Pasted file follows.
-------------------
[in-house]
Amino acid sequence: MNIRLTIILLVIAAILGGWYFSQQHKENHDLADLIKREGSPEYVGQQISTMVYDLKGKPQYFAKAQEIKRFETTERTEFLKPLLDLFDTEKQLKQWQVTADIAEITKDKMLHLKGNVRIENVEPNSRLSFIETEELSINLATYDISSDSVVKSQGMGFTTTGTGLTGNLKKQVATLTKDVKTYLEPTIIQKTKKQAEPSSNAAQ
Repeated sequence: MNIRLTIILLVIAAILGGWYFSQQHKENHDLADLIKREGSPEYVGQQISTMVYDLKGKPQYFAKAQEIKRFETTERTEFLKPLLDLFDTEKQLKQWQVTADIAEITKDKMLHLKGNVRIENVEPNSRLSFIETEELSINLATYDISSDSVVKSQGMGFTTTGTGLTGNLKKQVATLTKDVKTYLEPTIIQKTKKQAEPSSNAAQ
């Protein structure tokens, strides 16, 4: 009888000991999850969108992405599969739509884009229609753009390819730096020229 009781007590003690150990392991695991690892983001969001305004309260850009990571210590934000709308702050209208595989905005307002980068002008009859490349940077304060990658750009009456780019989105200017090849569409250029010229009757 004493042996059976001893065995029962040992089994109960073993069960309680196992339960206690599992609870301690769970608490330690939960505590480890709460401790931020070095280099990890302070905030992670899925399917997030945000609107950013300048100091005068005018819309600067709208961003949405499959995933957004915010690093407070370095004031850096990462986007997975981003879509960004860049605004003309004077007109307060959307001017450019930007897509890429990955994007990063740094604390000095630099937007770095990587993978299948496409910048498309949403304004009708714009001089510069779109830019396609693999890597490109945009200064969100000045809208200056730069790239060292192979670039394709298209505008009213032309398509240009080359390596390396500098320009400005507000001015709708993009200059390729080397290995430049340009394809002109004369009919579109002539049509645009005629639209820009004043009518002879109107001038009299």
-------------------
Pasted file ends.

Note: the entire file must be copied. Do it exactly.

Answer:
[in-house]
Amino acid sequence: MNIRLTIILLVIAAILGGWYFSQQHKENHDLADLIKREGSPEYVGQQISTMVYDLKGKPQYFAKAQEIKRFETTERTEFLKPLLDLFDTEKQLKQWQVTADIAEITKDKMLHLKGNVRIENVEPNSRLSFIETEELSINLATYDISSDSVVKSQGMGFTTTGTGLTGNLKKQVATLTKDVKTYLEPTIIQKTKKQAEPSSNAAQ
Repeated sequence: MNIRLTIILLVIAAILGGWYFSQQHKENHDLADLIKREGSPEYVGQQISTMVYDLKGKPQYFAKAQEIKRFETTERTEFLKPLLDLFDTEKQLKQWQVTADIAEITKDKMLHLKGNVRIENVEPNSRLSFIETEELSINLATYDISSDSVVKSQGMGFTTTGTGLTGNLKKQVATLTKDVKTYLEPTIIQKTKKQAEPSSNAAQ
């Protein structure tokens, strides 16, 4: 009888000991999850969108992405599969739509884009229609753009390819730096020229 009781007590003690150990392991695991690892983001969001305004309260850009990571210590934000709308702050209208595989905005307002980068002008009859490349940077304060990658750009009456780019989105200017090849569409250029010229009757 004493042996059976001893065995029962040992089994109960073993069960309680196992339960206690599992609870301690769970608490330690939960505590480890709460401790931020070095280099990890302070905030992670899925399917997030945000609107950013300048100091005068005018819309600067709208961003949405499959995933957004915010690093407070370095004031850096990462986007997975981003879509960004860049605004003309004077007109307060959307001017450019930007897509890429990955994007990063740094604390000095630099937007770095990587993978299948496409910048498309949403304004009708714009001089510069779109830019396609693999890597490109945009200064969100000045809208200056730069790239060292192979670039394709298209505008009213032309398509240009080359390596390396500098320009400005507000001015709708993009200059390729080397290995430049340009394809002109004369009919579109002539049509645009005629639209820009004043009518002879109107001038009299």